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Holistic approach essential

Published:Monday | April 9, 2012 | 12:00 AM


THIS LETTER follows the Jamaica Teachers' Association's call for a national focus on the health and nutrition of our students (Gleaner, April 7) and the Ministry of Education commissioned psychosocial assessments of thousands of children who have failed the Grade Four Literacy test four times. These assessments found that "more than 80 per cent of the failing children were experiencing difficulties learning, not because they cannot learn, but because of external factors beyond their control." (Sunday Gleaner, April 8). According to the Gleaner report, these results "have prompted the Ministry of Education to list students' emotional adjustment as a priority issue."

Sir, perhaps at last we are beginning to see the light! A holistic approach to education is essential if we are to release the enormous potential in all of our children. This means a focus on nutrition, physical exercise, pedagogy (how our teachers teach) and appropriate discipline methods.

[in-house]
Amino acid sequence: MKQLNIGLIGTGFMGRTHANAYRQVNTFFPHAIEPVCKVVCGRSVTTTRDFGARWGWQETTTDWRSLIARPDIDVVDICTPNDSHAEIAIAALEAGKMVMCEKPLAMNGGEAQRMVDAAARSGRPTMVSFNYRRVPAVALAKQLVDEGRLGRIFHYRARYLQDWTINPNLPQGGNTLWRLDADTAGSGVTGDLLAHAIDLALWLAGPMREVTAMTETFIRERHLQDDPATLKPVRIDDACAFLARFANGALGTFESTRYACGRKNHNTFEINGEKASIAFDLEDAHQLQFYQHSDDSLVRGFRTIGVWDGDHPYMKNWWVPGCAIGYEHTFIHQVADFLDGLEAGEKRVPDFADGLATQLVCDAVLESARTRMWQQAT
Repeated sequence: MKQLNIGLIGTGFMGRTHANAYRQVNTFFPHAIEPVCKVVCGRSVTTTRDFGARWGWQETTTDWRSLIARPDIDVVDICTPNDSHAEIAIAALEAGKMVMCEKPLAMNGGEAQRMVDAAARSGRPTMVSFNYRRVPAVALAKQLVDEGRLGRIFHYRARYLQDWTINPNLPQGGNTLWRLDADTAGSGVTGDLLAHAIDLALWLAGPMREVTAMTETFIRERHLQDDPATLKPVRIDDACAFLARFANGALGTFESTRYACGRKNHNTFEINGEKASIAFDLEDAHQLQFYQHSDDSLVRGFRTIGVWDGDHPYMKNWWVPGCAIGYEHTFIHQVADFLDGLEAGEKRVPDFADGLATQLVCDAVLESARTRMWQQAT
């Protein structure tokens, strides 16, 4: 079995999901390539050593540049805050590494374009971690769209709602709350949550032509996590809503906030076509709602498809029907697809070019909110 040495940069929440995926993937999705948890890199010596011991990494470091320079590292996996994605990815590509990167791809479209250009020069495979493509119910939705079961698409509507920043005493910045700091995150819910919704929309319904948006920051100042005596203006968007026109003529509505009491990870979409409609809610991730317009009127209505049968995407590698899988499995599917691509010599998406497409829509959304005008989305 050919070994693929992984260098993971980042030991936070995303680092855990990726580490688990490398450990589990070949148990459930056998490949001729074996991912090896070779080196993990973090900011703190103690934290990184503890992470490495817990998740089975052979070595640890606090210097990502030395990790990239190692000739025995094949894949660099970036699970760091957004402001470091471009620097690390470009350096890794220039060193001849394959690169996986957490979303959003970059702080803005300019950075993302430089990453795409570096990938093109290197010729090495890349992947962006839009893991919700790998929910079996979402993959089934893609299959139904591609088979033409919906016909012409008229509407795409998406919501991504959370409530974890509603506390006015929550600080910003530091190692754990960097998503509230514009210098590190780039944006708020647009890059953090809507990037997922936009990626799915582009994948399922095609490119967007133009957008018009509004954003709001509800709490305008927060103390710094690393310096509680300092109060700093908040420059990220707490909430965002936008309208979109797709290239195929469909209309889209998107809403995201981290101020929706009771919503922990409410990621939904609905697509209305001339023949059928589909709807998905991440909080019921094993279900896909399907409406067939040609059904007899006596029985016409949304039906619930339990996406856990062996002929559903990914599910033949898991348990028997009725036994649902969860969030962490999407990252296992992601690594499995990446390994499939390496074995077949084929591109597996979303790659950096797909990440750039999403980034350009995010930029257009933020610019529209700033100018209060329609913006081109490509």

wasting millions

We are wasting millions of dollars on education if a significant number of our children cannot learn in class - nor can the most starved control their behaviour - because hunger is affecting the functioning of their brain. There is a great deal of hunger in our land at this moment. We need to support the suggestions of the Jamaica Civil Society Coalition for free breakfast programmes at all schools for all children who need them. All schools should provide low-cost subsidised lunches for students and PATH students should get the same lunch free.

The Ministry of Health needs to exercise its mandate and ensure that its fellow ministry mandates healthy lifestyles as part of school programmes. All students should have physical education on their timetable twice a week. These are the very times when the toxins built up by stress need to be released in exercise. The brain will actually function better.

All schools need to adopt teaching styles that recognise multiple intelligence among students. Not all students respond best to the reading-and-writing teaching style (blackboard, endless notes). Some respond better to visuals, others to discussion.

Teachers are coping with great challenges but corporal punishment is not the answer. Following an education campaign and training for teachers in alternative methods of discipline (which will be greatly helped by better pedagogy), the Ministry of Education needs to pass the regulations in Parliament outlawing the violence of corporal punishment in our schools.

Jennifer Jones